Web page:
The pattern was released in three parts as a CAL (Crochet Along) by an Australian lady called Emily, and it is called Connie's Ray of Hope. It was designed in memory of a lady called Connie Johnson, who finally lost her battle after three bouts of cancer. Her brother Samuel wrote an inspirational blog post about her journey, and from that, the mandala was born. I chose to make mine in Christmas colours, and it will make a bright spot hanging on my wall throughout the festive season. It was a fairly complex pattern, but well within the capabilities of most crocheters, but I have to say the last four rounds, from where it was attached to the ring onwards, were very difficult. The galvanised steel ring is 350 mm - approx.14 inches, in diameter, so the finished mandala is around 430mm, so it was stiff and unwieldy to hold, and my poor shoulders and hands were complaining mightily this morning, but they have settled down now and I am so glad I persevered and got it finished.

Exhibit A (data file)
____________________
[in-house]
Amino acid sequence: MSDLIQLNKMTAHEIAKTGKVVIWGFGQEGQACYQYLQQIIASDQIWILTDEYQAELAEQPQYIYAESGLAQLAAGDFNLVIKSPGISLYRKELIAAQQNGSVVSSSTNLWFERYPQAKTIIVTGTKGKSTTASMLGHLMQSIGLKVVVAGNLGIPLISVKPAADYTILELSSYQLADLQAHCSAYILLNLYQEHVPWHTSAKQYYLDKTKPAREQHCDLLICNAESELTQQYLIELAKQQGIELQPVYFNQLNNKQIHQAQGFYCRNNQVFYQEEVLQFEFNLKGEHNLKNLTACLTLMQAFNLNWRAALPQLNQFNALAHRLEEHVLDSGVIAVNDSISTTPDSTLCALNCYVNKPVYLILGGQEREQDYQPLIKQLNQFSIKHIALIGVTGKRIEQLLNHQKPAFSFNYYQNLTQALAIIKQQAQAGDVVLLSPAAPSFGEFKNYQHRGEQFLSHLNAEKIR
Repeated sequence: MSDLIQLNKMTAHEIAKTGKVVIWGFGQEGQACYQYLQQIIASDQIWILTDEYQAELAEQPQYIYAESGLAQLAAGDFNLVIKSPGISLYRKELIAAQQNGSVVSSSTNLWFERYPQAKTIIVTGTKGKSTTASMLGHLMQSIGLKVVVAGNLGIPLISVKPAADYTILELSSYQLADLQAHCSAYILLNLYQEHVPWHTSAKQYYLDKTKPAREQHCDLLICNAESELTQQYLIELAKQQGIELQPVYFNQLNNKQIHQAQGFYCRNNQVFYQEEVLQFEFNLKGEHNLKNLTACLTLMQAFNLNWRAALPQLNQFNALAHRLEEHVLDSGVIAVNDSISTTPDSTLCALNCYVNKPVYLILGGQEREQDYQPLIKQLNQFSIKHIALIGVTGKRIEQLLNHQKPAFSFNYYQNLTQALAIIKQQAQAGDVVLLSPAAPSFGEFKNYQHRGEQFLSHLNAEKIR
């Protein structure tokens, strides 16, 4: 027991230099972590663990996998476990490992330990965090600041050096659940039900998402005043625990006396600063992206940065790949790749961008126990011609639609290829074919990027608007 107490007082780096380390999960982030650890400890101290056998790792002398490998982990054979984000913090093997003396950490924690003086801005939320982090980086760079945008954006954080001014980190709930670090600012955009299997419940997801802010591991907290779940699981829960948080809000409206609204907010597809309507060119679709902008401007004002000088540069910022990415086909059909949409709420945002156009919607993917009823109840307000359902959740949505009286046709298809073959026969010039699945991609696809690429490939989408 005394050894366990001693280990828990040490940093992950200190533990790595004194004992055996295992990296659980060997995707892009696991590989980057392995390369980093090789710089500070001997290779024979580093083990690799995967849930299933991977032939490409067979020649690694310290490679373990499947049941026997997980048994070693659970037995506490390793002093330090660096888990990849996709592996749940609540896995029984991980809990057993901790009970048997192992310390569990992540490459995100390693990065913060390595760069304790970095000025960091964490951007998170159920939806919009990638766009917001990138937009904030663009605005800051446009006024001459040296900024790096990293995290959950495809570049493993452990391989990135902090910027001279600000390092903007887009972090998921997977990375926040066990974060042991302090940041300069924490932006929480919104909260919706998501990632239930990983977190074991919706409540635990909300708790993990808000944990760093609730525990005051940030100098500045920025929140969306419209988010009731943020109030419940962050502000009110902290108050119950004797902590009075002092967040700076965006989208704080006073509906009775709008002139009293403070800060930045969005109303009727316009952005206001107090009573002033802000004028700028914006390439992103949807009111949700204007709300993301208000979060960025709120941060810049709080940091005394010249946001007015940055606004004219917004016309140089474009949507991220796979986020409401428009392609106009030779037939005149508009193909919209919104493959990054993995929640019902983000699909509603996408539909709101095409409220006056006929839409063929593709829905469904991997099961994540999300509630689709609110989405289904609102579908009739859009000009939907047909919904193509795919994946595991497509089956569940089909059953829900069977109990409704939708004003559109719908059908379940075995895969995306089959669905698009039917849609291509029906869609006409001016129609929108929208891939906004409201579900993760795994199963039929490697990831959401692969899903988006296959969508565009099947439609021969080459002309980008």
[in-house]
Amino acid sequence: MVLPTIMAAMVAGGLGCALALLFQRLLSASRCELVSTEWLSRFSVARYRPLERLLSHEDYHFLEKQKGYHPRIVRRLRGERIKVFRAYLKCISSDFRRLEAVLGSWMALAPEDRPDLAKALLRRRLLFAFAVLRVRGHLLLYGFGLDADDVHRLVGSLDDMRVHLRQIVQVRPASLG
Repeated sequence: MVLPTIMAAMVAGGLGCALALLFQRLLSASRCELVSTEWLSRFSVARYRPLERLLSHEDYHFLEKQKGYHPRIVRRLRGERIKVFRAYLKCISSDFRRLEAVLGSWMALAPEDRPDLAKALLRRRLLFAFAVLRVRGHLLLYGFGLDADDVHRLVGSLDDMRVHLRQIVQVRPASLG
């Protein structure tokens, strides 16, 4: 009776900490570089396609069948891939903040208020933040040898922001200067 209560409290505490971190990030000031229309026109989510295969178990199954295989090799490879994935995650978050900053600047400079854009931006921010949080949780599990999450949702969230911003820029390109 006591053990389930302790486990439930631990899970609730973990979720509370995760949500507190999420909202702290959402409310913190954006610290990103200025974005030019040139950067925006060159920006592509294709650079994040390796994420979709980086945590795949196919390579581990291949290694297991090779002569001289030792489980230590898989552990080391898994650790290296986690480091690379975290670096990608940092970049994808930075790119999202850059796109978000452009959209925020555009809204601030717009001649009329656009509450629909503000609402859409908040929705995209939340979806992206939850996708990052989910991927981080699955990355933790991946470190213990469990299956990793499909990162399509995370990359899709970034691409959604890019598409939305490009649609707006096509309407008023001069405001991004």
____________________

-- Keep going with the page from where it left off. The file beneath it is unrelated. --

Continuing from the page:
My other project for this week was a final effort to get Christmas cards made. I ended up getting quite carried away, and made a run of 35 cards, all using the same image, printed and hand coloured, and then made into a card using a variety of papers, die-cuts and lots of glue. I can't show them yet as I will be using them for a Christmas card challenge at the end of the month. I now have enough made to get them all written, so I should be able to post my Uk ones before all the bank holidays start. We have three at the start of December, and I like to get mine posted before this disrupts the system and slows everything down.